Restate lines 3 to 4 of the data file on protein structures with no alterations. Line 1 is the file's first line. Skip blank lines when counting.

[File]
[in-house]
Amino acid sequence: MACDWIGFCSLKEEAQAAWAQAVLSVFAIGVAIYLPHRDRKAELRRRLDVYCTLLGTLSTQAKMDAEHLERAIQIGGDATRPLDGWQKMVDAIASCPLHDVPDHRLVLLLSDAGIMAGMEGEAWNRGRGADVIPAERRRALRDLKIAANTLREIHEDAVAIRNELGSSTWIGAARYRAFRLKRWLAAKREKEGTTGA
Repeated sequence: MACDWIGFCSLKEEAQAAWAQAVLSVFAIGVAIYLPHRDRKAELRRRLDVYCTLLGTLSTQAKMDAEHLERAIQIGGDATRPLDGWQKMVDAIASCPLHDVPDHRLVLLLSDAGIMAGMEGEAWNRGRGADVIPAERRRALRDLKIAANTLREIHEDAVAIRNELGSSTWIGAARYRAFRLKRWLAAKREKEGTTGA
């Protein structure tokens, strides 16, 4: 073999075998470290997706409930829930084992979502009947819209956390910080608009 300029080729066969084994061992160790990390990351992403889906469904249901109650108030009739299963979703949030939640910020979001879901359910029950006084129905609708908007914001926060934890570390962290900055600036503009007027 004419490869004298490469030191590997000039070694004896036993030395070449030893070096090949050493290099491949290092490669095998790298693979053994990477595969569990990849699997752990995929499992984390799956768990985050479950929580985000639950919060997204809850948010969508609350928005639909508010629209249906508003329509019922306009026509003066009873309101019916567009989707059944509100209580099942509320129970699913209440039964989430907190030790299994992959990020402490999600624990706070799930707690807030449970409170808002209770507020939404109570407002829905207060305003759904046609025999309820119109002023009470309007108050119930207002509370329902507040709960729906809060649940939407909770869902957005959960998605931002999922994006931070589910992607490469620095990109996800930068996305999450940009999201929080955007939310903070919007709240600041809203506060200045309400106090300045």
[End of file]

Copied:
Repeated sequence: MACDWIGFCSLKEEAQAAWAQAVLSVFAIGVAIYLPHRDRKAELRRRLDVYCTLLGTLSTQAKMDAEHLERAIQIGGDATRPLDGWQKMVDAIASCPLHDVPDHRLVLLLSDAGIMAGMEGEAWNRGRGADVIPAERRRALRDLKIAANTLREIHEDAVAIRNELGSSTWIGAARYRAFRLKRWLAAKREKEGTTGA
């Protein structure tokens, strides 16, 4: 073999075998470290997706409930829930084992979502009947819209956390910080608009 300029080729066969084994061992160790990390990351992403889906469904249901109650108030009739299963979703949030939640910020979001879901359910029950006084129905609708908007914001926060934890570390962290900055600036503009007027 004419490869004298490469030191590997000039070694004896036993030395070449030893070096090949050493290099491949290092490669095998790298693979053994990477595969569990990849699997752990995929499992984390799956768990985050479950929580985000639950919060997204809850948010969508609350928005639909508010629209249906508003329509019922306009026509003066009873309101019916567009989707059944509100209580099942509320129970699913209440039964989430907190030790299994992959990020402490999600624990706070799930707690807030449970409170808002209770507020939404109570407002829905207060305003759904046609025999309820119109002023009470309007108050119930207002509370329902507040709960729906809060649940939407909770869902957005959960998605931002999922994006931070589910992607490469620095990109996800930068996305999450940009999201929080955007939310903070919007709240600041809203506060200045309400106090300045």